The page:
A HyperReference is a reference work that is not meant to be
read from beginning to end, but from wherever you start
to wherever that leads you. In fact there is no particular reason
for a HyperReference to have a beginning or end,
or a "table of contents'' specifying the sequence in which its
components are meant to be read, because there is no such intended
sequence. It is best approached from its index,
or (better yet) from a search engine.
Why do it this way? Because, if you think about it,
the whole idea of a reference work is that you
suddenly conceive a need to know about something in particular,
and so you go look it up. When was the last time you started
reading a reference book (for example a user's manual) from
the front page and continued through to the last page?
Certainly not when you were trying to find the answer to
a specific question! This is the difference between a
reference work and a teaching text:
the latter may have valid pedagogical reasons for leading the
student through its contents in a specific sequence, but this
intention is lost on the spontaneously curious.
I am assuming that most people who visit a Web site are, in fact,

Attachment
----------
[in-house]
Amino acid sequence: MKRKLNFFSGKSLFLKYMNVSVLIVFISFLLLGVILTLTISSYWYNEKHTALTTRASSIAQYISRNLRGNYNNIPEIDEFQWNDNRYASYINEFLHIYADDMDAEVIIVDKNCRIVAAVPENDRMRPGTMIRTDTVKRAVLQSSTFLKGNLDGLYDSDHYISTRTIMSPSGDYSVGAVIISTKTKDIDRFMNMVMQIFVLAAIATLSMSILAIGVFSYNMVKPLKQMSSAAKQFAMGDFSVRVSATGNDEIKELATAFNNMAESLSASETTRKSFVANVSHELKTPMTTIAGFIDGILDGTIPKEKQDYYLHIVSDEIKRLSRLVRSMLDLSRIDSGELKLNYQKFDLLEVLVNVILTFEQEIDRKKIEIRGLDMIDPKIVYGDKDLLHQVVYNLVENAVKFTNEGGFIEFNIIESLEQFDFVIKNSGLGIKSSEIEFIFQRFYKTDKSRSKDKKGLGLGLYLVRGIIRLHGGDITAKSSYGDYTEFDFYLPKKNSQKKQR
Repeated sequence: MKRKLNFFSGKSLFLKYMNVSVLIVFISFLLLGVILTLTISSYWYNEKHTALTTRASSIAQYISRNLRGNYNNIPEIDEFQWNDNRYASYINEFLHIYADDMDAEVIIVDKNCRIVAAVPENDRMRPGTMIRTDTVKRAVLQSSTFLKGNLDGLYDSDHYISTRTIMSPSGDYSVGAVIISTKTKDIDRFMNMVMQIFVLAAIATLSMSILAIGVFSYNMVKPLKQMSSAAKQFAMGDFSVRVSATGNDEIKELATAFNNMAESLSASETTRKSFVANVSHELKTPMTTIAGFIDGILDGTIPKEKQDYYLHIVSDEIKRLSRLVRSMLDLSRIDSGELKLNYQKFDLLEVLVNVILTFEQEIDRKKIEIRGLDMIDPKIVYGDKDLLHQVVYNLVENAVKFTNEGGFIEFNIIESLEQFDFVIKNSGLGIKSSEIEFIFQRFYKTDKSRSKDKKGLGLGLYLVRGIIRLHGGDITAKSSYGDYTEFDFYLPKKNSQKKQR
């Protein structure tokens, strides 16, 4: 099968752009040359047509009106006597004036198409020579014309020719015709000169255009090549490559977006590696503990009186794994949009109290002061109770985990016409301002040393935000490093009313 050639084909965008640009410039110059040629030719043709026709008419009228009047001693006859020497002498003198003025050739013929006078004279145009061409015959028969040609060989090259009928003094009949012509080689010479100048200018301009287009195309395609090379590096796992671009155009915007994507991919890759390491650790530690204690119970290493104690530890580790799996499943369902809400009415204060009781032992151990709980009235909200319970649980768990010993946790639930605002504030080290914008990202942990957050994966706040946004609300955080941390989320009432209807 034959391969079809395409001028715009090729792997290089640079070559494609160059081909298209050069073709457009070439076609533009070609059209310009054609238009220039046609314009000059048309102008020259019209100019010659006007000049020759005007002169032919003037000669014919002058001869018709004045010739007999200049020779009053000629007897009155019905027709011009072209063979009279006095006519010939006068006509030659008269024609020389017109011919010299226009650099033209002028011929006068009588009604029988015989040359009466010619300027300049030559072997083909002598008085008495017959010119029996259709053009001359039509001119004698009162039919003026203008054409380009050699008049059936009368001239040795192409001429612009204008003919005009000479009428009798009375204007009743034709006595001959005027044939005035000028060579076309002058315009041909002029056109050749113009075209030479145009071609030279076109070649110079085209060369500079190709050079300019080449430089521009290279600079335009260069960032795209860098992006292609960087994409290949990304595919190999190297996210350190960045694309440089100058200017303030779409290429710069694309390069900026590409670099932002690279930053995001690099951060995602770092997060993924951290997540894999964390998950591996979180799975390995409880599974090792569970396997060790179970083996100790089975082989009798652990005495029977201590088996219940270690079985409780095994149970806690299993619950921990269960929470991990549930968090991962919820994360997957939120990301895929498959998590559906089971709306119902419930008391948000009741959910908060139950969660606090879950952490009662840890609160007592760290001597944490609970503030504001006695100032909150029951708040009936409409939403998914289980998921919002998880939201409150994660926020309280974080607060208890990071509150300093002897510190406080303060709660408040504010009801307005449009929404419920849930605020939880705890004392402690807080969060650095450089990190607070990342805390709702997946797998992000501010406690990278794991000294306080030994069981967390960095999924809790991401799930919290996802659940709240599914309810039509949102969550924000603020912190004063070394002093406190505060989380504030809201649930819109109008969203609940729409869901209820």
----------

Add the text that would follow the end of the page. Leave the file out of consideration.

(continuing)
driven by either spontaneous curiosity or some practical need
to know a particular thing, which they would like to get to in
the most efficient and convenient way possible. Hence the
HyperReference, which is meant to be used as follows:
Obviously this will only work when the HyperReference
in question contains a good enough index (or search engine)
and has adequate embedded hyperlinks on every page to ensure
that you get to what you need in a few steps. This is not easy
to create! The HyperReference you are using now may not
have reached a satisfactory level yet, in which case you will be
experiencing some frustration. Please take it out on the author,
but in a constructive way: send an e-mail (using the mailto
link on the Web page) suggesting any specific improvements or
changes that would make it work better for you. Naturally,
anti-testimonials like, "This sucks!'' are not much help and
will just get chucked out with the trash. But if you really
want to see things get better, make some suggestions!
- Go to the index and find a keyword that suggests
the subject in which you are interested; or (better yet)
use a search engine provided with the HyperReference
to find topics related to a keyword (or words) you enter.
When you find a likely topic, click on it!
- When you arrive at the page containing the linked information,
see if it satisfies your curiosity. If not, try step 1 again.
If it is the right subject but you are having trouble following
the discussion because of unfamiliar terminology or concepts,
click on the embedded hyperlinks in the text that will lead you
to explanations of those terms or concepts.
- Repeat step 2 as many times as needed to achieve full
satisfaction, or until you get bored and go away.
(Curiosity is a powerful motivator, but it can get used up.)
Jess H. Brewer -
Last modified: Sat Oct 24 18:14:11 PDT 2015